The climate change is, largely due to human activity. It is urgent to take responsibility for our actions and profoundly modify habits of life and consumption. This change can only be made, as the Law on Climate Change and Energy Transition warns , in a global, concerted manner and in a multilateral framework in which public administrations and civil society have to be involved.
In this path, education plays a fundamental role. So much so that the United Nations incorporates it as a specific goal within Sustainable Development Goal number 13, Climate Action . But, for education to display its enormous transformative power, it is necessary to introduce modifications in the current model. The European Green Deal has taken an important step by announcing precisely a new European framework of university competences on climate change and sustainable development.
In Spain, the recent state law on climate change (May 2021), mentioned above, advances in the same line. Specifically, it establishes that universities review the treatment of climate change in the curricula leading to official degrees. The law to guarantee teacher training and to decisively promote research on this matter is not forgotten.
The framework drawn very early by some regional legislators for their respective territories (Catalonia in 2017, Andalusia in 2018 and the Balearic Islands in 2019) is also well known. For example, Andalusian law establishes that “public and private universities in Andalusia shall incorporate official undergraduate and postgraduate degrees into their study plans, content on the causes and effects of climate change, as well as the measures that may be adopted for mitigation and adaptation to climate change ”(art. 25.1).
Other communities are preparing similar initiatives (the Canary Islands, Valencia, the Basque Country …). It is therefore to be expected that within a very short space of time the basic architecture will already be fixed and that it will be possible to advance towards the subsequent stages.
It must also be considered that the new university regulatory framework is currently being designed. Among others, the Draft Organic Law of the University System , a draft royal decree that establishes the organization of official education in the Spanish university system. In fact, the European Union has conditioned the contribution of financing for Spain to the effective approval of this new legal framework.
In addition, the programmatic strategy of the Ministry of Universities establishes as one of its cardinal axes to have a “University committed to social justice and also to ecological transition, both with its contribution to the knowledge and application of knowledge in these areas and in its own practice”.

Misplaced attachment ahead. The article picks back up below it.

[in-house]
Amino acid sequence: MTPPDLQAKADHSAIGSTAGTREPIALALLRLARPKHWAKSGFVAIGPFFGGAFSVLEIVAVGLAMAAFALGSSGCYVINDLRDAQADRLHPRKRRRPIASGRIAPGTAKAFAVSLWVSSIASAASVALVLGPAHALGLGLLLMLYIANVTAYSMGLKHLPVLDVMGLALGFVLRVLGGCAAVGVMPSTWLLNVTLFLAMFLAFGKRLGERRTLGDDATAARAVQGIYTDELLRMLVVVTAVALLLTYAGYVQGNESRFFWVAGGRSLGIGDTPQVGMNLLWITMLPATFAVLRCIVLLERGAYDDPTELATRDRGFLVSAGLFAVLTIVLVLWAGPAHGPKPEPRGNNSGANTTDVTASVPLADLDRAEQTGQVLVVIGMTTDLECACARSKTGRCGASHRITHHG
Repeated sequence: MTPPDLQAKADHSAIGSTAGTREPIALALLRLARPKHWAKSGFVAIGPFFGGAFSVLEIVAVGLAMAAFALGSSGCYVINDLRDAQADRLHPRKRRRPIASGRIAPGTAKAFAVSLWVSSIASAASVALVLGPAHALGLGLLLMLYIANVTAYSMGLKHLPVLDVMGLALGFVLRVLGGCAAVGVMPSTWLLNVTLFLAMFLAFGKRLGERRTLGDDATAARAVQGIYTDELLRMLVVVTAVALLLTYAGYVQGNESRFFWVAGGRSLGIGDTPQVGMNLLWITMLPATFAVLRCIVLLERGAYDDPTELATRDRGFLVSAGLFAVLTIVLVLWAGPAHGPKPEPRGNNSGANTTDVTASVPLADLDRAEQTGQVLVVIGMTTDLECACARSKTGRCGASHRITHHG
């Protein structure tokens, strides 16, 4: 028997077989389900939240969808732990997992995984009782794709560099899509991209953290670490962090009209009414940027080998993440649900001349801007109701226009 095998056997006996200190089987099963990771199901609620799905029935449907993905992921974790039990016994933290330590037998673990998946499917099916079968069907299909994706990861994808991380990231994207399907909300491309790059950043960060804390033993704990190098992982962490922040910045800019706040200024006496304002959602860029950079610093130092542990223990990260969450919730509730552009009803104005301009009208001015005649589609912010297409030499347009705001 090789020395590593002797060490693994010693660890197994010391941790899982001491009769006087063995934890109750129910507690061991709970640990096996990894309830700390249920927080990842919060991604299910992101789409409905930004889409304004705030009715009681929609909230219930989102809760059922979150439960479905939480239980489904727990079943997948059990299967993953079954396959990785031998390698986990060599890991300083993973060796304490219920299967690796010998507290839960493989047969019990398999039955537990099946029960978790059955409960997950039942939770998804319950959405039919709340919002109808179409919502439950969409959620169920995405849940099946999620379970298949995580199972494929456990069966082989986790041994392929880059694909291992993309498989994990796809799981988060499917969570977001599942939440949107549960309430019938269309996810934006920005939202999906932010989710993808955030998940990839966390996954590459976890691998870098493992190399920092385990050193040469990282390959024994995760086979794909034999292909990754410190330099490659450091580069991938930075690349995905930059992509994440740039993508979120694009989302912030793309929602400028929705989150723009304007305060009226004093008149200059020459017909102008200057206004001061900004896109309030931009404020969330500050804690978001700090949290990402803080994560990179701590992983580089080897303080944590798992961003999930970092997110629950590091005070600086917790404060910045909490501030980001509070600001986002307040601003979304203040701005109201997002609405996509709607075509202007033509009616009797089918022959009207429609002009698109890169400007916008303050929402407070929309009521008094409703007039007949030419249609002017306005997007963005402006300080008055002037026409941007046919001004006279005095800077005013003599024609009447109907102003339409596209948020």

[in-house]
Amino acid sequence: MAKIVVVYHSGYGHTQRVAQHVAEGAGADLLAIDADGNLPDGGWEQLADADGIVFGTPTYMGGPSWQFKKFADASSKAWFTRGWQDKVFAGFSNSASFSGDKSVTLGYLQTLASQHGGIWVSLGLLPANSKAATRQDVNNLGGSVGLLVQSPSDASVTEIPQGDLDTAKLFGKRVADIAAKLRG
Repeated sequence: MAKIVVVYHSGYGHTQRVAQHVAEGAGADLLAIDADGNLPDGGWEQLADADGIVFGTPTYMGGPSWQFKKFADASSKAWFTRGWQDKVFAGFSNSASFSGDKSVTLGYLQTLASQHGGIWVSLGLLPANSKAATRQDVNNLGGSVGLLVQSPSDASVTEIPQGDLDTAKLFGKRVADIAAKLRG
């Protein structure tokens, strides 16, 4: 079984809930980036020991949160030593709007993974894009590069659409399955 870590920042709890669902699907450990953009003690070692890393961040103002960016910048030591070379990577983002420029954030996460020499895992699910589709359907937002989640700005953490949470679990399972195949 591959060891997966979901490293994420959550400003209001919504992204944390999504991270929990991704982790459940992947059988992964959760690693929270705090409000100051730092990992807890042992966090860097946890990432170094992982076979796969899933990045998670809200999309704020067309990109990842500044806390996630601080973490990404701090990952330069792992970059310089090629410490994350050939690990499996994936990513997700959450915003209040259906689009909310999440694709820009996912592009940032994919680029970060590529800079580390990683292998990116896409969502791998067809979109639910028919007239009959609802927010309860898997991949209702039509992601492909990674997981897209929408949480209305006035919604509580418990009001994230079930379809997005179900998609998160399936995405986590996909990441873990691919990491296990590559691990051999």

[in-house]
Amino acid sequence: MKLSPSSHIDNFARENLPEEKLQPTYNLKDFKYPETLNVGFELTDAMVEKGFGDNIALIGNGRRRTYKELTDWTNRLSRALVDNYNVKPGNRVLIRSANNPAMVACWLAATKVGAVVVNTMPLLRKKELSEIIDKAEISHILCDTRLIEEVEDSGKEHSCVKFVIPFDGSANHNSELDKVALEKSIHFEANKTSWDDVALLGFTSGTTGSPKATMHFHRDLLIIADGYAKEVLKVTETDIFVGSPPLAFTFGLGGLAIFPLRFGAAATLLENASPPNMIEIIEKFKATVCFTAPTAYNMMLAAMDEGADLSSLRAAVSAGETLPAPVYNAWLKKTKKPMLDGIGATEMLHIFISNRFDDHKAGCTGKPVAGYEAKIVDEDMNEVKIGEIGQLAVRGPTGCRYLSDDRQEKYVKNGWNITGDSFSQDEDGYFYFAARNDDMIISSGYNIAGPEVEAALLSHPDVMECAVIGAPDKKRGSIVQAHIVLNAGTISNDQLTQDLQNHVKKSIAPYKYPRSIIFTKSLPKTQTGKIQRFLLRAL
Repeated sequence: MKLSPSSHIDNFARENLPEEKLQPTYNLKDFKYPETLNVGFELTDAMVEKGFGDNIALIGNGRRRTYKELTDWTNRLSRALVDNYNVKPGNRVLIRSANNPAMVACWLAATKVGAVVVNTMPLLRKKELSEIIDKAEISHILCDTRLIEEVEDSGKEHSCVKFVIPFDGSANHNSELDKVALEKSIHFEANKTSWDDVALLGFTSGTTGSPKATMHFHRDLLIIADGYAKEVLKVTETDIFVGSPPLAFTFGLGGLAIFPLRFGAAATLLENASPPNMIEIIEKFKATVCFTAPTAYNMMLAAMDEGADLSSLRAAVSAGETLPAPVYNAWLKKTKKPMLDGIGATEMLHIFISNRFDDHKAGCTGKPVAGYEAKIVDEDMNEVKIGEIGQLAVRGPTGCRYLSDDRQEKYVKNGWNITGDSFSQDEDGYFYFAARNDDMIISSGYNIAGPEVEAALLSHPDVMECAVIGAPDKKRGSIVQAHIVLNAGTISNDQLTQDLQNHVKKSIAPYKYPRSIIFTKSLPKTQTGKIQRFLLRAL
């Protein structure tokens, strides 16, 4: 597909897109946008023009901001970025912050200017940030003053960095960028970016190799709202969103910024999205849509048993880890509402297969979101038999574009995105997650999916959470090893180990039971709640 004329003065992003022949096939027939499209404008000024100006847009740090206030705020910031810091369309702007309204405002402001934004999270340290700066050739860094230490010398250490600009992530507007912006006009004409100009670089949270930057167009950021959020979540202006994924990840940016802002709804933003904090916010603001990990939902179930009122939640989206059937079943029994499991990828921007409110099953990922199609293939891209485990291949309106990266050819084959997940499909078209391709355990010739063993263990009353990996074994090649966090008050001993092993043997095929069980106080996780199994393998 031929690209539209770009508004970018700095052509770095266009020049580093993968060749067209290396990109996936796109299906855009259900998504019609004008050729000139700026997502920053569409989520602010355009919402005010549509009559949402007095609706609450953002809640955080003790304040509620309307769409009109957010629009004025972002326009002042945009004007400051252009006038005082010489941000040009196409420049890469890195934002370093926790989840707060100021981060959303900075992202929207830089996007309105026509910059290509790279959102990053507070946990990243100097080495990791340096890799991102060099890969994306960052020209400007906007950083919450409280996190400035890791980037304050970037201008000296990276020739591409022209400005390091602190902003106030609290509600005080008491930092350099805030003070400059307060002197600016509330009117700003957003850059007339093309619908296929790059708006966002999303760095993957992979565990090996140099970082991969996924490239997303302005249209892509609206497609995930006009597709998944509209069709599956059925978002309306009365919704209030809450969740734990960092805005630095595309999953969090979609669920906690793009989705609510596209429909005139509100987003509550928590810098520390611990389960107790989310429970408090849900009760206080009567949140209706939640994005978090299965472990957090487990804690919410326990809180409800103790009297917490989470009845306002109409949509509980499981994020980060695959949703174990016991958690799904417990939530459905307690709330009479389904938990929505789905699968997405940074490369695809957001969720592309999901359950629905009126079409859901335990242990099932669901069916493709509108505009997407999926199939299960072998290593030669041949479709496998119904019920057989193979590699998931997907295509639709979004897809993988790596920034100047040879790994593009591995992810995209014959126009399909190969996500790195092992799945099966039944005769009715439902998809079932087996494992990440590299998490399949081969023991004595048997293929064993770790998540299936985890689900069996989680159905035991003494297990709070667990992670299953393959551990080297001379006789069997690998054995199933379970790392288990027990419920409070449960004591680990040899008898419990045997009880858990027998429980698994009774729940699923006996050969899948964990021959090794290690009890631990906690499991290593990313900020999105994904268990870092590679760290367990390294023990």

The strategy underlines the exemplary role of the University: “Campus and university campuses must be prototypes of sustainability.”
For the implementation of these forecasts, basic questions must be addressed, such as, for example, what competencies would make up that lowest common denominator that enables climate literacy to be achieved or how such incorporation should take place.
The truth is that the baseline from which we started is not particularly promising , revealing the need to undertake wide-spectrum studies that allow a fine-tuned X-ray of the reality to be transformed .
Of course, the challenge is enormous given the transversality and holistic nature of climate change and its causes and effects. It is necessary to identify those competences on climate change that all graduates should acquire (what we could call literacy level).
But it will also be necessary to prepare new generations of professionals with sufficient skills and capacities to promote the decarbonization of the economy, the circular economy approach or the change in the energy model.
Conscious and committed citizens to confront with solvency many other problems derived from the climate emergency, such as, for example, deforestation or climate migration.
All this brings us back to the starting square: we must educate to transform. And it must be done without delay. As Albert Camus said in The Plague , “the evil in the world almost always comes from ignorance.”
Author Bio: Ximena Lazo Vitoria is Professor of Administrative Law. Coordinator of the Green Public Purchase Research Group at the University of Alcalá